Big Mouth (2017-present)—“Marty”

Richard Kind: Nick Kroll—who I think was probably responsible for me getting the job in Big Mouth— I got to know him when I was at Paul Rudd’s charity event out in Kansas City. I happened to meet Nick that weekend, and we got along great, and I laughed and laughed with him. I just loved him. Then, I get to know John Mulaney, he called me up—I think out of the blue—and just thought that I was great. He’s a big musical theater fan, and he had seen me quite a few times and had heard me in musicals.

John Mulaney’s just brilliant. So John knew me from musical theater, and now the two of them—Nick and John—were doing a show off-Broadway called Oh, Hello. They asked me to be the opening night guest. It was a live show and they had a guest celebrity every single night on Broadway. I got to be that, and then they asked me again months later on when they took it to Broadway. It was thrilling! In any case, they knew me, and they gave me this role.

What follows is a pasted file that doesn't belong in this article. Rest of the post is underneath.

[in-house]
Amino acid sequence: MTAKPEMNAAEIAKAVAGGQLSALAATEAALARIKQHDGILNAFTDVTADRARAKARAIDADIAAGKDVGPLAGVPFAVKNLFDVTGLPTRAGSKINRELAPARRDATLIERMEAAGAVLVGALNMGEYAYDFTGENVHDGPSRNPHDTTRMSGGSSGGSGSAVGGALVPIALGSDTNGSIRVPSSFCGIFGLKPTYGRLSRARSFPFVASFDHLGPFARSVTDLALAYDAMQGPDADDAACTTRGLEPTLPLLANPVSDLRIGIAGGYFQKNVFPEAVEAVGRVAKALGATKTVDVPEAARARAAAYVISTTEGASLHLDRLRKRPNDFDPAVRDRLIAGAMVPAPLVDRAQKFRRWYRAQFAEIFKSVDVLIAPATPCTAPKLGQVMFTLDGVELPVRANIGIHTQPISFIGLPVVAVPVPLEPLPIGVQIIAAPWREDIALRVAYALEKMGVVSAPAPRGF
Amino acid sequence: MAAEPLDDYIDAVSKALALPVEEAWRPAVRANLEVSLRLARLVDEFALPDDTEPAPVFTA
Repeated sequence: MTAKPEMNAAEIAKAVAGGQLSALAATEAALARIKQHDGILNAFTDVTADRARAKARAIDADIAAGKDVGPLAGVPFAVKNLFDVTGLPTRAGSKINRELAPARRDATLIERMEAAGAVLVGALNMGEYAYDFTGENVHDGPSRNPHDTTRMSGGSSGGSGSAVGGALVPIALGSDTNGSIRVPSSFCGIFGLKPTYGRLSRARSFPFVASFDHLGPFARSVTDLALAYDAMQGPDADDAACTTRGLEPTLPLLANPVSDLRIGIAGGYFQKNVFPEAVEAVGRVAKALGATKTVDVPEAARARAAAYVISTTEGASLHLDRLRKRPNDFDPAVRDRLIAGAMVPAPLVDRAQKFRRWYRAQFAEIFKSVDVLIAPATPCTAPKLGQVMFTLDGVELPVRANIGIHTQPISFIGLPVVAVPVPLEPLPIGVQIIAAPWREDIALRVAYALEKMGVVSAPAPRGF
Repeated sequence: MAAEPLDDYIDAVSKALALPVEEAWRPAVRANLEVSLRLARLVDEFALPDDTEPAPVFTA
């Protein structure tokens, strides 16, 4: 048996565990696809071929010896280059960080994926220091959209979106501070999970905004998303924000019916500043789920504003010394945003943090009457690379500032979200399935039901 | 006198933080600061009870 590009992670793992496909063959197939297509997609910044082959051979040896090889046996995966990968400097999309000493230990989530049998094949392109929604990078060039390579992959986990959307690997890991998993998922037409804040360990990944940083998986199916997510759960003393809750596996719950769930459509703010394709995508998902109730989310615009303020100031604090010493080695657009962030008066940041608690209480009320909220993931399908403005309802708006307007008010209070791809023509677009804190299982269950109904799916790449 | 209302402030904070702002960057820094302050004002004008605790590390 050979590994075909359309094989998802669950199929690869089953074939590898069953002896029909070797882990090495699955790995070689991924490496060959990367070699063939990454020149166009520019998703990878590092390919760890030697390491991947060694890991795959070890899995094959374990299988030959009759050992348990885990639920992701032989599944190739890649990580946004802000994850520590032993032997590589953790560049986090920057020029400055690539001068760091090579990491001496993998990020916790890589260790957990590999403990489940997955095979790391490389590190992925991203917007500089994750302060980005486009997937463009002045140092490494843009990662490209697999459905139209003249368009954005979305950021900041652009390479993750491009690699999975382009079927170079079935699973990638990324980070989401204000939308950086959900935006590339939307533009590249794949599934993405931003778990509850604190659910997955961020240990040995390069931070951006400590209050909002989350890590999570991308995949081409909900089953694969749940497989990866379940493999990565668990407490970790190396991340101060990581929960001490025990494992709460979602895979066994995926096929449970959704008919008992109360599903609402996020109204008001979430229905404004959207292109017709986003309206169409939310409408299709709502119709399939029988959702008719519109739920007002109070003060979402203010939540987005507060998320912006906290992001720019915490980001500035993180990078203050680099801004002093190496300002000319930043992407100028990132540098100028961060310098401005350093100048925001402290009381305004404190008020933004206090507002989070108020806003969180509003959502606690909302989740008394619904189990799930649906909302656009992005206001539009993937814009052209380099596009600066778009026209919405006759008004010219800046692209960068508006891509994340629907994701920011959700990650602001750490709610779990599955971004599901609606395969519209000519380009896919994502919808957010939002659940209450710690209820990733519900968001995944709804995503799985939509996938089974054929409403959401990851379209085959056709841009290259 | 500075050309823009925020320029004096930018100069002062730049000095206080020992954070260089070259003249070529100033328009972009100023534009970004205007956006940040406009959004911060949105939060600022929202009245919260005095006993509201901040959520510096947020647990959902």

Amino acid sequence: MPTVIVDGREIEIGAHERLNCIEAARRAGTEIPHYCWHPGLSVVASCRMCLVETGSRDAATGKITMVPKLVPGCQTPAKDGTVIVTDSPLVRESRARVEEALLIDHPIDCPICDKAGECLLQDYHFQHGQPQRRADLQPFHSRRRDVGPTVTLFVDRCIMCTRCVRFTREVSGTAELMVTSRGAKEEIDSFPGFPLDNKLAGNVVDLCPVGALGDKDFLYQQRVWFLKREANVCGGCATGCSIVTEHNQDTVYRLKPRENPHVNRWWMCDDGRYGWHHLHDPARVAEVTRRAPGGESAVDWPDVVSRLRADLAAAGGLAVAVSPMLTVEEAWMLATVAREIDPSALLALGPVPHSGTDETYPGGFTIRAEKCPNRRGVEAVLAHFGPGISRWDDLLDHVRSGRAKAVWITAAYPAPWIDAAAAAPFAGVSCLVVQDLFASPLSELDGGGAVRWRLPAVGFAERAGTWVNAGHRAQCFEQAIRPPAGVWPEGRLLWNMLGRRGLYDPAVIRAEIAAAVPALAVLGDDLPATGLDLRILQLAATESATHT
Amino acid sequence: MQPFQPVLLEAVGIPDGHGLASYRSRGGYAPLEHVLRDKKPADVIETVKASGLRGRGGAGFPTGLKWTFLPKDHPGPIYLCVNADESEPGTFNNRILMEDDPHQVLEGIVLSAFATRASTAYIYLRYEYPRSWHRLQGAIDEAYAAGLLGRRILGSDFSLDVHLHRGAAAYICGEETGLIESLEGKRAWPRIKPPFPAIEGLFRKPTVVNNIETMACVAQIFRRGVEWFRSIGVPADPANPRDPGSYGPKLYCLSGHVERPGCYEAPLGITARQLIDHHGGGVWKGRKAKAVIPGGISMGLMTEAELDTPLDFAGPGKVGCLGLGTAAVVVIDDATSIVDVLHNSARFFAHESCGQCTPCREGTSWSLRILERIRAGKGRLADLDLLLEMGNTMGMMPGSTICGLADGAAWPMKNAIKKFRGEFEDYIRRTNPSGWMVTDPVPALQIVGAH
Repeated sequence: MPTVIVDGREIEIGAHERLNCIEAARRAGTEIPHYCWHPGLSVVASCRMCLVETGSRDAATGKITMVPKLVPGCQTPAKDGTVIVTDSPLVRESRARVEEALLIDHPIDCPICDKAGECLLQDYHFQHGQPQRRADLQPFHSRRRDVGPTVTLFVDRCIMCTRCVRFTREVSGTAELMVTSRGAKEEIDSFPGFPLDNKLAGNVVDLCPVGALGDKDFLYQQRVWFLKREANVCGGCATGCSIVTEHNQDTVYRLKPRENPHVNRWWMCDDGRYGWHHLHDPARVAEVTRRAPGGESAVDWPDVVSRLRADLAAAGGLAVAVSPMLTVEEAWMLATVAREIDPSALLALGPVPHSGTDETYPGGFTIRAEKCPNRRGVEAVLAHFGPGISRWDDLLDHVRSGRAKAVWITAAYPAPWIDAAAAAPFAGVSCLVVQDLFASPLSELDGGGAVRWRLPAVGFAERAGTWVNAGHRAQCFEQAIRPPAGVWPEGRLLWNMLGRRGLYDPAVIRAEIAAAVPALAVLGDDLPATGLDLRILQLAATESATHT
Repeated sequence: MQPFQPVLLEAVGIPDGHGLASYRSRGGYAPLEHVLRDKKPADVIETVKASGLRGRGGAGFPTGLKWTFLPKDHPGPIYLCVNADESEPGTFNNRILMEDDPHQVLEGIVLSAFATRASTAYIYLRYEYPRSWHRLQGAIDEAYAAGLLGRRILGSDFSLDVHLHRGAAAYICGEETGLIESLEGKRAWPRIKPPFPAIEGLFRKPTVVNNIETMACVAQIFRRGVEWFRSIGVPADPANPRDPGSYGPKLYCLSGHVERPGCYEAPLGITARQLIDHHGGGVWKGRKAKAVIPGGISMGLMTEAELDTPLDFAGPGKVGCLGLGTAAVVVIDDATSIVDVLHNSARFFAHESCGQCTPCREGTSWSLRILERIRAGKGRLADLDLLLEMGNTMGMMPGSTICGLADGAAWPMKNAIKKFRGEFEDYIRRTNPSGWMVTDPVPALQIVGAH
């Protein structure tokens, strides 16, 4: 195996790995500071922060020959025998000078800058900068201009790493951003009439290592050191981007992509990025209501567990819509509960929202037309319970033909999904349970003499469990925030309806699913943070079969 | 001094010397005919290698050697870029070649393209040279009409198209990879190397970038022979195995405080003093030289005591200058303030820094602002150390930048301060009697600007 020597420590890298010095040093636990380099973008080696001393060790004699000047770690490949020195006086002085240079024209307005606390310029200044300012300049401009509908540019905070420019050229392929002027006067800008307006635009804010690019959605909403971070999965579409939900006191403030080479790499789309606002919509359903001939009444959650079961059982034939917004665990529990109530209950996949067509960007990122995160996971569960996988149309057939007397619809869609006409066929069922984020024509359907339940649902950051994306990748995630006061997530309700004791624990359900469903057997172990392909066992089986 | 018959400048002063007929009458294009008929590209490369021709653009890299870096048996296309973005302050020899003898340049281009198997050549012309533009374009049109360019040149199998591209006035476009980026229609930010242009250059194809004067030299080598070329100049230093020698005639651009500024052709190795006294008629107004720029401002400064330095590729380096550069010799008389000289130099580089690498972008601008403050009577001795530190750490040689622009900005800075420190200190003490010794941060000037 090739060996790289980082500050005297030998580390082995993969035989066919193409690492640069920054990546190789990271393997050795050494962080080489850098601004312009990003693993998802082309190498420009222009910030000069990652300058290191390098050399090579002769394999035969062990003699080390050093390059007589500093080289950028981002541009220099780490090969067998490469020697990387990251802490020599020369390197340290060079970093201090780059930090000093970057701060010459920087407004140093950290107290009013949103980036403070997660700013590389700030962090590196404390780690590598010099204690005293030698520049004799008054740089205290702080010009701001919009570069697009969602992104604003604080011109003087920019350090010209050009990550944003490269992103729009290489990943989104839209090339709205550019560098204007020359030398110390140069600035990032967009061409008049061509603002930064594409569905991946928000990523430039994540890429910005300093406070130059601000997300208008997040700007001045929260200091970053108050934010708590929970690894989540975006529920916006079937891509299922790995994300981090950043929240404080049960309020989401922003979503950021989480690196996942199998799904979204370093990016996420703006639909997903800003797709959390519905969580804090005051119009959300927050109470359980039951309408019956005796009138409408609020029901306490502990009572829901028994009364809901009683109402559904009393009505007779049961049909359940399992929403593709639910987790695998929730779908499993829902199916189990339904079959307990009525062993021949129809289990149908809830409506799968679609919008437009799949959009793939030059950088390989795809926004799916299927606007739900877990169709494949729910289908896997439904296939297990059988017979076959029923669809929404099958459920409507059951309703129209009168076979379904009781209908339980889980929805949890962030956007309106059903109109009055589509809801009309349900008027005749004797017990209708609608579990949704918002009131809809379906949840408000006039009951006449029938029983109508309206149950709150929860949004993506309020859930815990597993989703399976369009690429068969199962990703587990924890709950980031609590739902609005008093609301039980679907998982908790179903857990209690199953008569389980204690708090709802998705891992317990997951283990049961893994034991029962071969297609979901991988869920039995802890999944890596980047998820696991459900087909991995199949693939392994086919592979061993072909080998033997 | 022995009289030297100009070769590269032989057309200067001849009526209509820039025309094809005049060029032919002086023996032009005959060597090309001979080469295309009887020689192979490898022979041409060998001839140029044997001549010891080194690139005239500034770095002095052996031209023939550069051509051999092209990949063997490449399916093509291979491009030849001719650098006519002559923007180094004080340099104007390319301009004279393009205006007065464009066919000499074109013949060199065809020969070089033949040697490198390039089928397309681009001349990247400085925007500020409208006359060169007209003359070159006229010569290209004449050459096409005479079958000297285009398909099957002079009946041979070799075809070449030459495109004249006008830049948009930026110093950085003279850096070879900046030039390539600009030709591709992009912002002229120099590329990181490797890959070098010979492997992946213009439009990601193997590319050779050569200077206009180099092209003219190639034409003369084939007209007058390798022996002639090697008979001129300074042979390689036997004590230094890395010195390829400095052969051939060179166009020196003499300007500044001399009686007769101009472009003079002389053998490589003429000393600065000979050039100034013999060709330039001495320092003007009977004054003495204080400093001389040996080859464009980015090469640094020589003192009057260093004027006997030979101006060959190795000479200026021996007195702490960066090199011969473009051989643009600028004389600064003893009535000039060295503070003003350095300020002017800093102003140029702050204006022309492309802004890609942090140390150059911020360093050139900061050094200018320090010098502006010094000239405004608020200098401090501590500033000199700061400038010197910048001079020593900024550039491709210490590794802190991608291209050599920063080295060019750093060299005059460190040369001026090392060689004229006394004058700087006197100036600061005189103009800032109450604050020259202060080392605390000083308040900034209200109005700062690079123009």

AVC: You tend to play dads, but on Big Mouth, you play a very different type of dad without the hint of sweetness many of the other parents you play often have. Is there fun in playing the grouch? 

RK: Oh, absolutely! I mean wait ’til you see me. I did a play and I was nominated for a Tony Award, in a play called The Big Knife. I play a heinous, heinous character—horrible! Oh, he’s such a bad man. It’s great doing that, and then I do this movie called The Ray. Look it up; it might have a different name [Run & Gun], but I happen to like the name The Ray, and I play a gangster in that.

AVC: So, very different from many of those funny, lighthearted characters you’ve also played recently.